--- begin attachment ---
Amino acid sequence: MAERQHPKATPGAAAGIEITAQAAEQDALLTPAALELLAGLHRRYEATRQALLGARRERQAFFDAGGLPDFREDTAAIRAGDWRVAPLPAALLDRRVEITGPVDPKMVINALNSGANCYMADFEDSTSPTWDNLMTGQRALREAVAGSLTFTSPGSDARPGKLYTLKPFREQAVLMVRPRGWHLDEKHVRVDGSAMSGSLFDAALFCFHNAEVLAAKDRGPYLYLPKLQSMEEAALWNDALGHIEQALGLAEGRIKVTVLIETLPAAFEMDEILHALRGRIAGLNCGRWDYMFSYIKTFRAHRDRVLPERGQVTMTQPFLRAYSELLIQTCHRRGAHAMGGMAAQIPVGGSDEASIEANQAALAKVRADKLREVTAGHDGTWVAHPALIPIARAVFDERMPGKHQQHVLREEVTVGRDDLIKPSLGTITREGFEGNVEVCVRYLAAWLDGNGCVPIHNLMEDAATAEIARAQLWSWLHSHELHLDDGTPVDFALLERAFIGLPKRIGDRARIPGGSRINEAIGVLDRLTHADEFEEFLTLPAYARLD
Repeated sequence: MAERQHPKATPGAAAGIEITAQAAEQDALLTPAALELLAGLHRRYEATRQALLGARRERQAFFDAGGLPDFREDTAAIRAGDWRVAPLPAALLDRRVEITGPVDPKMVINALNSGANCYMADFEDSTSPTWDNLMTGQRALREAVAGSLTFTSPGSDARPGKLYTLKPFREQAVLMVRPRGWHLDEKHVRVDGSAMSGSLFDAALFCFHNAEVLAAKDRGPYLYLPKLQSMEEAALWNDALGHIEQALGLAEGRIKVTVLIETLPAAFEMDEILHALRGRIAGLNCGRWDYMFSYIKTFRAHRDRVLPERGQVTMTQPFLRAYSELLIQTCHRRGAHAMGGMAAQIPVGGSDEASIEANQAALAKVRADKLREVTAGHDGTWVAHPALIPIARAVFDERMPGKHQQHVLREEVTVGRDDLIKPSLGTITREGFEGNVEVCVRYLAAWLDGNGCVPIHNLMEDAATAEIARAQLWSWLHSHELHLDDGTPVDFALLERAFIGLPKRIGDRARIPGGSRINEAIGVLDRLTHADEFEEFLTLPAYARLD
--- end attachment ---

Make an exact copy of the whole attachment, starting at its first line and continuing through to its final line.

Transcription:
Amino acid sequence: MAERQHPKATPGAAAGIEITAQAAEQDALLTPAALELLAGLHRRYEATRQALLGARRERQAFFDAGGLPDFREDTAAIRAGDWRVAPLPAALLDRRVEITGPVDPKMVINALNSGANCYMADFEDSTSPTWDNLMTGQRALREAVAGSLTFTSPGSDARPGKLYTLKPFREQAVLMVRPRGWHLDEKHVRVDGSAMSGSLFDAALFCFHNAEVLAAKDRGPYLYLPKLQSMEEAALWNDALGHIEQALGLAEGRIKVTVLIETLPAAFEMDEILHALRGRIAGLNCGRWDYMFSYIKTFRAHRDRVLPERGQVTMTQPFLRAYSELLIQTCHRRGAHAMGGMAAQIPVGGSDEASIEANQAALAKVRADKLREVTAGHDGTWVAHPALIPIARAVFDERMPGKHQQHVLREEVTVGRDDLIKPSLGTITREGFEGNVEVCVRYLAAWLDGNGCVPIHNLMEDAATAEIARAQLWSWLHSHELHLDDGTPVDFALLERAFIGLPKRIGDRARIPGGSRINEAIGVLDRLTHADEFEEFLTLPAYARLD
Repeated sequence: MAERQHPKATPGAAAGIEITAQAAEQDALLTPAALELLAGLHRRYEATRQALLGARRERQAFFDAGGLPDFREDTAAIRAGDWRVAPLPAALLDRRVEITGPVDPKMVINALNSGANCYMADFEDSTSPTWDNLMTGQRALREAVAGSLTFTSPGSDARPGKLYTLKPFREQAVLMVRPRGWHLDEKHVRVDGSAMSGSLFDAALFCFHNAEVLAAKDRGPYLYLPKLQSMEEAALWNDALGHIEQALGLAEGRIKVTVLIETLPAAFEMDEILHALRGRIAGLNCGRWDYMFSYIKTFRAHRDRVLPERGQVTMTQPFLRAYSELLIQTCHRRGAHAMGGMAAQIPVGGSDEASIEANQAALAKVRADKLREVTAGHDGTWVAHPALIPIARAVFDERMPGKHQQHVLREEVTVGRDDLIKPSLGTITREGFEGNVEVCVRYLAAWLDGNGCVPIHNLMEDAATAEIARAQLWSWLHSHELHLDDGTPVDFALLERAFIGLPKRIGDRARIPGGSRINEAIGVLDRLTHADEFEEFLTLPAYARLD